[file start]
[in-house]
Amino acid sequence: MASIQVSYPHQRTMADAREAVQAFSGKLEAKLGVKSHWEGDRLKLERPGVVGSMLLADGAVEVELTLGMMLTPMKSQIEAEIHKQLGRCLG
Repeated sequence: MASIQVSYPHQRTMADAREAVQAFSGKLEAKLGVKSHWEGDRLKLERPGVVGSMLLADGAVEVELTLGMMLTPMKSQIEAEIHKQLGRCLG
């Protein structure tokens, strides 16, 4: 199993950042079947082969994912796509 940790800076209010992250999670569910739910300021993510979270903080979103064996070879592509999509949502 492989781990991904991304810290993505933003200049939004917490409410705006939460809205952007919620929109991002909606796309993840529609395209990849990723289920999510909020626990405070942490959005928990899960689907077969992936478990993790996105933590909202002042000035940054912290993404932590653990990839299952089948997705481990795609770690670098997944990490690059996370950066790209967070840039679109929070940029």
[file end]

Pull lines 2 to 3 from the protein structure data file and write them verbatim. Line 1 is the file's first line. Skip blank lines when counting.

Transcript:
Amino acid sequence: MASIQVSYPHQRTMADAREAVQAFSGKLEAKLGVKSHWEGDRLKLERPGVVGSMLLADGAVEVELTLGMMLTPMKSQIEAEIHKQLGRCLG
Repeated sequence: MASIQVSYPHQRTMADAREAVQAFSGKLEAKLGVKSHWEGDRLKLERPGVVGSMLLADGAVEVELTLGMMLTPMKSQIEAEIHKQLGRCLG